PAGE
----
The role of the feelings in creativity
This Post makes available the Chapter 19 of my book “Painting with Light and Colour”. Its purpose is to confront the issue of “feeling” in the appreciation and use of colour in painting.
Although this is the only chapter in this book which uses the word “feeling” in its title, it is far from being the only place where the fundamental importance of the feelings in artistic creativity is mentioned. Even when it is not mentioned specifically, its importance is assumed.
Indeed, one of the key proposals that underpins the series as a whole is that the brain’s “feel system” is essential for ALL “learning” and ALL “creativity” and, moreover, that this is the case in ALL domains of human activity.
While it is common experience that the feelings play a key role in providing the “motivation” that is necessary for everything we do or avoid doing, few seem to realise just how deeply embedded it is in the way our brains work. Above all, it is the arbiter that allows us to use “feedback”, a characteristic that means it is involved in determining the outcome of ALL decision making. Thus, it is inextricably involved in determining judgements between:
- Each individual’s assessment of what is “Good” and what is “bad”,
- Degrees of “Similarity” and “difference”.
(For more on this fundamental subject, use the two links at the bottom of this page (below the image of the Patrick Heron painting) to access two chapters from of two of my other books. Both have much to say about the role of feeling, in all its manifestation, including ways in which the brain’s “feel systems” are involved).
CHAPTER 19 – COLOUR & FEELING
Two chapters that focus on the role of the feelings, from my other books
- “Drawing on Both Sides of the Brain” : Chapter 4, “The sketch”
- “What Scientists can Learn from Artists” : Chapter 2, “Knowledge, skill and feelings”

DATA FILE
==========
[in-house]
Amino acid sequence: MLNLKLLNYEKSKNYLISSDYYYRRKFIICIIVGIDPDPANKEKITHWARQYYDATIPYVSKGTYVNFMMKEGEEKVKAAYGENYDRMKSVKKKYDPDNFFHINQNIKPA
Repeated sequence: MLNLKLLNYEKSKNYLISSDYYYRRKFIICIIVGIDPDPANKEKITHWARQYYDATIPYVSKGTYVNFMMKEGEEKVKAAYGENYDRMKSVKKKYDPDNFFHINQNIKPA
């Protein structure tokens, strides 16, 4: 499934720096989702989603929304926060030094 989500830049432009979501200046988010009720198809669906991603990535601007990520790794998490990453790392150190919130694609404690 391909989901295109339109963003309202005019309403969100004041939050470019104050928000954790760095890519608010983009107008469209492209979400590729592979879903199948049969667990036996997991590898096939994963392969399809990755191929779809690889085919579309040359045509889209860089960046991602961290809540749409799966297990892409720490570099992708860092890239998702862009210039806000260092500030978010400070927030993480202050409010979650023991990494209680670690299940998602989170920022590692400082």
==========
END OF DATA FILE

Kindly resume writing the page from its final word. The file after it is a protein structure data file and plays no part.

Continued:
Chapters from Book 1 of “Painting with Light and Colour”
- Introduction: the little known Science behind the many innovative practical suggestions.
- Chapter 1 : The dogmas
- Chapter 2 : Doubts
- Chapter 3 : The nature of painting
- Chapter 4: Renaissance ideas
- Chapter 5 : New Science on offer
- Chapter 6 : Early Modernist Painters
- Chapter 7 : The perception of surface
- Chapter 8 : Seurat and Painting with Light
- Chapter 9 : Seeing Light
- Chapter 10 : Illusory pictorial space and light
- Chapter 11 : Colour mixing – definitions and misconceptions
- Chapter 12: The colour circle: Misunderstandings
- Chapter 13 : Finding a maximum of colours
- Chapter 14 – Colour mixing made easy
- Chapter 15 – Colour mixing by layering
- Chapter 16 – Reviewing previous chapters (1)
- Chapter 17 – Reviewing previous chapters (2)
- Chapter 18 – “All you need to know about painting”-2
Go to top of page
Go to list of all other contents
5 thoughts on “Colour and Feeling”
Thanks, Francis for posting another fascinating chapter. It’s such a huge subject, that at present I find it difficult to make many comments which might add to the conversation.
Yes. emotion must be fundamental, why would anyone pick up a brush in a studio [or cave] without the act, and the result, generating powerful emotions. Perhaps artforms, such as drawing, painting and sculpure have an advantage over digital artforms in that, capturing something requires considerable effort whereas in photography the actual image capture is mechanical/ optic/chemical or mechanical- optic/electric. Arguably photographers have to work harder to imbue their image with meaning, whereas every mark a painter makes is an eye-brain-arm-eye-brain loop; an insight into their interior mental space.
Of course, I’m being harsh on photographers! They use feeling in subject choice, composition, lighting and numerous other ways, but I think I’m describing why [in gereral] I’m more interested in drawing, painting and sculpture than photography.
Thanks for all your interesting insights!
Hi Francis, This is an amazing post. And so vital to every artist and person…as you say, it relates to all human experience. Something we, as a human race, don’t seem to give nearly enough awareness to in the midst of endless distractions. Thank you for sharing this in addition to everything else you’ve shared!
It is refreshing and reassuring that you attempt to give a proper space and to confirm the role of feelings in a description of the making of art. Thank you.
Thank you Francis. I find that the feeling aspect of painting is many times overlooked. I’m so glad to see you sharing your thoughts about the role of feelings as it relates to art. There is a magic that develops when one can release the ego and take the risk to allow feelings to guide their creations.